Can common measures of core stability distinguish performance in a shoulder pressing task under stable and unstable conditions?

Justin W. L. Keogh, Sam E. Aickin, Anthony R. H. Oldham

Research output: Contribution to journalArticleResearchpeer-review

13 Citations (Scopus)

Abstract

Keogh, JWL, Aickin, SE, and Oldham, ARH, Can common measures of core stability distinguish performance in a shoulder pressing task under stable and unstable conditions? J Strength Cond Res 24(2): 422-429, 2010-The primary purpose of this study was to determine whether a range of static core stability (CS) measures could distinguish shoulder press performance in unstable vs. stable conditions. Thirty resistance-trained men gave informed consent to participate in this study. One-repetition maximum strength (from <6 repetitions) was predicted in the seated shoulder dumbbell press performed in unstable (Swiss ball[SB]) and stable (back-support bench) environments. Three CS muscle endurance tests were performed, with 4 CS ratios also calculated. The degree of strength decrement, referred to as the instability strength level (ISL), was calculated by dividing the predicted 1RM Unstable score by the 1RM Stable score. All subjects were categorized as high (ISL > 0.90), moderate (0.85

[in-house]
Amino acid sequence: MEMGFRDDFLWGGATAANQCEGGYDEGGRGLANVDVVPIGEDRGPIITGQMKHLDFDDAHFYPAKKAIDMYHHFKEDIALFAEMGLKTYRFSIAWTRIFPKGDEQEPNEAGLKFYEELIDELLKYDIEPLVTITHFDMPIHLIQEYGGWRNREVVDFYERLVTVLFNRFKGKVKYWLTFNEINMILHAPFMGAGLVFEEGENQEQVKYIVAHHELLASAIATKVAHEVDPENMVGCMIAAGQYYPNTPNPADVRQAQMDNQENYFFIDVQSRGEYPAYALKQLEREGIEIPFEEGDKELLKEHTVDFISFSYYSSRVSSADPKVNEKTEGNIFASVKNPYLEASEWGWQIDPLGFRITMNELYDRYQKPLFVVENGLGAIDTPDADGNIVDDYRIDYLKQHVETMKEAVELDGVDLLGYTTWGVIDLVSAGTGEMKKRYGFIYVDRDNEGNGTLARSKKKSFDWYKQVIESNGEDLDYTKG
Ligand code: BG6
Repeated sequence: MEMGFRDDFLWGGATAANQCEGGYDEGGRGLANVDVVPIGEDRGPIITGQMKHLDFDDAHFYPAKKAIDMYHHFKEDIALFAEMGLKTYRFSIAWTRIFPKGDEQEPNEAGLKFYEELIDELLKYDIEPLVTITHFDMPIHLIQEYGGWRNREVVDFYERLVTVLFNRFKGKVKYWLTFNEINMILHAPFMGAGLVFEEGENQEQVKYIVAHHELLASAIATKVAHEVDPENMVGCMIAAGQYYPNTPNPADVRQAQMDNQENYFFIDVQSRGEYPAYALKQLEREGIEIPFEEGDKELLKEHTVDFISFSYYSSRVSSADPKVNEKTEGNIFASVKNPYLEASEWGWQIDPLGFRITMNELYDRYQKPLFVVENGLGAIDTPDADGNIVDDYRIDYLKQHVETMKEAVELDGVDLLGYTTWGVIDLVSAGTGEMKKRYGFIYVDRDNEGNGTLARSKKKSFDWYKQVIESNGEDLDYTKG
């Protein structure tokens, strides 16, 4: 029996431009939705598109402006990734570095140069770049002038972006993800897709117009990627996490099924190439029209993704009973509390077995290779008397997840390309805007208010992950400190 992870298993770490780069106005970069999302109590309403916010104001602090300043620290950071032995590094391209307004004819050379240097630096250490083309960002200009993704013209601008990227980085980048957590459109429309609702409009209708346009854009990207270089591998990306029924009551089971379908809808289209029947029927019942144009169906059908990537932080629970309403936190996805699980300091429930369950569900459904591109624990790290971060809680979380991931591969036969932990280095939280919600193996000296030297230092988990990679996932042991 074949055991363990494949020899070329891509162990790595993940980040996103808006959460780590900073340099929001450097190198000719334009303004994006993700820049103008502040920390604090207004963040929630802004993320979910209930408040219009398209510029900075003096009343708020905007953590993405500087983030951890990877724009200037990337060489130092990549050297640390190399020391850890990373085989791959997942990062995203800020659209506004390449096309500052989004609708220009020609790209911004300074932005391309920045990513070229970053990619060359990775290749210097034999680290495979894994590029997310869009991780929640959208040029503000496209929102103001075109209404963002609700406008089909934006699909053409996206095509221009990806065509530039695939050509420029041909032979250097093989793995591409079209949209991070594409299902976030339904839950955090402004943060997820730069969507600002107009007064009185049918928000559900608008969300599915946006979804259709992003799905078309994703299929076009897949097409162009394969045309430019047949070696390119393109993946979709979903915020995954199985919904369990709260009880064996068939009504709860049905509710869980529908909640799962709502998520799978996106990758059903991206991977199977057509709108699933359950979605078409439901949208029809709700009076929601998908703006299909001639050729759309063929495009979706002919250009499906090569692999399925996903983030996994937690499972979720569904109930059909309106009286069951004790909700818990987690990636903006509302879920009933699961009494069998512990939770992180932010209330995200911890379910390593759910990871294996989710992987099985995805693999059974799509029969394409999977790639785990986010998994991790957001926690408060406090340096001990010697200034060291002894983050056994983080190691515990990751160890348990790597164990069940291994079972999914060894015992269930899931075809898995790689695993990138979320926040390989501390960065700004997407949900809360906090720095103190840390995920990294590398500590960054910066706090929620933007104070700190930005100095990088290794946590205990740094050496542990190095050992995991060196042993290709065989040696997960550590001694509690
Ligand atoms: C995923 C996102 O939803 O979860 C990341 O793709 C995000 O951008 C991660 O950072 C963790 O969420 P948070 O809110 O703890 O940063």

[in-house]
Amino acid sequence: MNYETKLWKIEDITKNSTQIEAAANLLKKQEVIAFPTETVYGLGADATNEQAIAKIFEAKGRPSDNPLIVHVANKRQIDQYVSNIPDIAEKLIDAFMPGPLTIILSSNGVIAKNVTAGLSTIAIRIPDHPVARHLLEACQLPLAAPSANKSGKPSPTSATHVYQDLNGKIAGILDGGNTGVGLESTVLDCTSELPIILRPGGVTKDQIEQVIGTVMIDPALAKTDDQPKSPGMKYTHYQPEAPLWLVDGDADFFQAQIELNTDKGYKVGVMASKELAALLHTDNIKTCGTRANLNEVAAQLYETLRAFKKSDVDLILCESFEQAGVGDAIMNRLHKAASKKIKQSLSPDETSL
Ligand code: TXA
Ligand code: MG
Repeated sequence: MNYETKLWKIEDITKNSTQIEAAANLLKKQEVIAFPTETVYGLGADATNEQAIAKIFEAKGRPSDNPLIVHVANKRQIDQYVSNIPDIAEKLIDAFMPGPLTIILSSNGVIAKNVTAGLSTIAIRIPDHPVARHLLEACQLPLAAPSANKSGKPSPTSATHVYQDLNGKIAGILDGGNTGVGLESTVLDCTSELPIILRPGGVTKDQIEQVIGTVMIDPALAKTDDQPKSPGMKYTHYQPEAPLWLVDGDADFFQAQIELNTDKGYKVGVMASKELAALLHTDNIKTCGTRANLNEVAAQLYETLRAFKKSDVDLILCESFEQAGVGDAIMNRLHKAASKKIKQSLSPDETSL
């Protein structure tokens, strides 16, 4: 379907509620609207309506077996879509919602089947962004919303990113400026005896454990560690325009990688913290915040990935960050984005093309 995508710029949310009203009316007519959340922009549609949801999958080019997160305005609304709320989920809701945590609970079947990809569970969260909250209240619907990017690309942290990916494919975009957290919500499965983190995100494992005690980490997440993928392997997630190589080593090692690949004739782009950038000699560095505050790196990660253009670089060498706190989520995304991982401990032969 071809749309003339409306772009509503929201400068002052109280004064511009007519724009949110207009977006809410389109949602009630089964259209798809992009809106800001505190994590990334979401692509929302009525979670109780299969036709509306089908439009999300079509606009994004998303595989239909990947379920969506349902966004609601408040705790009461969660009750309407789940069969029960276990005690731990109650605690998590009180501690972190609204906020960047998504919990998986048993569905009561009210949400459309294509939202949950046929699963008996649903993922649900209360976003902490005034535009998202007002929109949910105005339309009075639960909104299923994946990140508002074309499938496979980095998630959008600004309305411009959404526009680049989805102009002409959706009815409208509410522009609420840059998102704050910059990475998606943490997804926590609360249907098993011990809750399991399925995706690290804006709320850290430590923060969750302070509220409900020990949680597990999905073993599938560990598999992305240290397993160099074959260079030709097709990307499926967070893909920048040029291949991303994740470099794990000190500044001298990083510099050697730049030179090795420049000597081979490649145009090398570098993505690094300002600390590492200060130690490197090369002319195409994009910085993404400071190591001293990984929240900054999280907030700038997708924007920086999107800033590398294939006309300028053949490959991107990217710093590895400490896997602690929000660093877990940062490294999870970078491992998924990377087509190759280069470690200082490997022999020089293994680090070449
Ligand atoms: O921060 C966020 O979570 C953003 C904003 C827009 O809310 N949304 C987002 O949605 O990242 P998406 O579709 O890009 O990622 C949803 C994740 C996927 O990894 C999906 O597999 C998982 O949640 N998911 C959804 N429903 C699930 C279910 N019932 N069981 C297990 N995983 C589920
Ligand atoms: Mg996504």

Original languageEnglish
Pages (from-to)422-429
Number of pages8
JournalJournal of Strength and Conditioning Research
Volume24
Issue number2
DOIs
Publication statusPublished - Feb 2010
Externally publishedYes

Cite this

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abstract = "Keogh, JWL, Aickin, SE, and Oldham, ARH, Can common measures of core stability distinguish performance in a shoulder pressing task under stable and unstable conditions? J Strength Cond Res 24(2): 422-429, 2010-The primary purpose of this study was to determine whether a range of static core stability (CS) measures could distinguish shoulder press performance in unstable vs. stable conditions. Thirty resistance-trained men gave informed consent to participate in this study. One-repetition maximum strength (from <6 repetitions) was predicted in the seated shoulder dumbbell press performed in unstable (Swiss ball[SB]) and stable (back-support bench) environments. Three CS muscle endurance tests were performed, with 4 CS ratios also calculated. The degree of strength decrement, referred to as the instability strength level (ISL), was calculated by dividing the predicted 1RM Unstable score by the 1RM Stable score. All subjects were categorized as high (ISL > 0.90), moderate (0.85",
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Can common measures of core stability distinguish performance in a shoulder pressing task under stable and unstable conditions? / Keogh, Justin W. L.; Aickin, Sam E.; Oldham, Anthony R. H.

In: Journal of Strength and Conditioning Research, Vol. 24, No. 2, 02.2010, p. 422-429.

Research output: Contribution to journalArticleResearchpeer-review

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